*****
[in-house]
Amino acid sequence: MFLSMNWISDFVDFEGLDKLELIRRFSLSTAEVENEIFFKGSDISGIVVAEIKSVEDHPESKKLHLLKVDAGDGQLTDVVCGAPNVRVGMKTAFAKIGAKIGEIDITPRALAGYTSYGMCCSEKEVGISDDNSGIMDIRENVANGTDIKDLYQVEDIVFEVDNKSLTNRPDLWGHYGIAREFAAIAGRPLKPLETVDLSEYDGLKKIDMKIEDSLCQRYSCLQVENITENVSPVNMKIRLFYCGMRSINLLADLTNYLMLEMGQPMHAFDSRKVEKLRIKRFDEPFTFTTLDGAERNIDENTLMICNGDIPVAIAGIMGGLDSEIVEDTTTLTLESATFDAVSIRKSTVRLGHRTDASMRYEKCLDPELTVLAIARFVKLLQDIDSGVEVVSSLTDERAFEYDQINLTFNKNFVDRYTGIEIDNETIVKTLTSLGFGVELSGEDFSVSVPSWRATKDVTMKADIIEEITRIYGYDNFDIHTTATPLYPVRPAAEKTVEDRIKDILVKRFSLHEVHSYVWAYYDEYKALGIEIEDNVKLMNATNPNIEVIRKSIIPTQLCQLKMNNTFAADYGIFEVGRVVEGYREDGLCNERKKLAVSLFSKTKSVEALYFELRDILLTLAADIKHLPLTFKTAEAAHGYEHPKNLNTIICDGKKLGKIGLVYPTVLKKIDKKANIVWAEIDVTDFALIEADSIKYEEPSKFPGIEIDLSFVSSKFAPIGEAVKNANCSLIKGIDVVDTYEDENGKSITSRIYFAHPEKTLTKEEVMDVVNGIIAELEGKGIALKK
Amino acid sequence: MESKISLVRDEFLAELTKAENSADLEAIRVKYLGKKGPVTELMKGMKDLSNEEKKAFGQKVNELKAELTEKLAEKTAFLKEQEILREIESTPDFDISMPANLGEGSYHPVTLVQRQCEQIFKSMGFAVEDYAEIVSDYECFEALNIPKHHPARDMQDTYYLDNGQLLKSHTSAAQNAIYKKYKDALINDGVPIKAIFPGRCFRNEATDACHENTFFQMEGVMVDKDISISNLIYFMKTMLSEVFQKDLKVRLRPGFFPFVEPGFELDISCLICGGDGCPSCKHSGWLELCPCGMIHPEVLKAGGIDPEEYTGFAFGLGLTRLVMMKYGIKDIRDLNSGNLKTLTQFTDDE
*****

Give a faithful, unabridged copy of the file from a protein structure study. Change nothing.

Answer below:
[in-house]
Amino acid sequence: MFLSMNWISDFVDFEGLDKLELIRRFSLSTAEVENEIFFKGSDISGIVVAEIKSVEDHPESKKLHLLKVDAGDGQLTDVVCGAPNVRVGMKTAFAKIGAKIGEIDITPRALAGYTSYGMCCSEKEVGISDDNSGIMDIRENVANGTDIKDLYQVEDIVFEVDNKSLTNRPDLWGHYGIAREFAAIAGRPLKPLETVDLSEYDGLKKIDMKIEDSLCQRYSCLQVENITENVSPVNMKIRLFYCGMRSINLLADLTNYLMLEMGQPMHAFDSRKVEKLRIKRFDEPFTFTTLDGAERNIDENTLMICNGDIPVAIAGIMGGLDSEIVEDTTTLTLESATFDAVSIRKSTVRLGHRTDASMRYEKCLDPELTVLAIARFVKLLQDIDSGVEVVSSLTDERAFEYDQINLTFNKNFVDRYTGIEIDNETIVKTLTSLGFGVELSGEDFSVSVPSWRATKDVTMKADIIEEITRIYGYDNFDIHTTATPLYPVRPAAEKTVEDRIKDILVKRFSLHEVHSYVWAYYDEYKALGIEIEDNVKLMNATNPNIEVIRKSIIPTQLCQLKMNNTFAADYGIFEVGRVVEGYREDGLCNERKKLAVSLFSKTKSVEALYFELRDILLTLAADIKHLPLTFKTAEAAHGYEHPKNLNTIICDGKKLGKIGLVYPTVLKKIDKKANIVWAEIDVTDFALIEADSIKYEEPSKFPGIEIDLSFVSSKFAPIGEAVKNANCSLIKGIDVVDTYEDENGKSITSRIYFAHPEKTLTKEEVMDVVNGIIAELEGKGIALKK
Amino acid sequence: MESKISLVRDEFLAELTKAENSADLEAIRVKYLGKKGPVTELMKGMKDLSNEEKKAFGQKVNELKAELTEKLAEKTAFLKEQEILREIESTPDFDISMPANLGEGSYHPVTLVQRQCEQIFKSMGFAVEDYAEIVSDYECFEALNIPKHHPARDMQDTYYLDNGQLLKSHTSAAQNAIYKKYKDALINDGVPIKAIFPGRCFRNEATDACHENTFFQMEGVMVDKDISISNLIYFMKTMLSEVFQKDLKVRLRPGFFPFVEPGFELDISCLICGGDGCPSCKHSGWLELCPCGMIHPEVLKAGGIDPEEYTGFAFGLGLTRLVMMKYGIKDIRDLNSGNLKTLTQFTDDE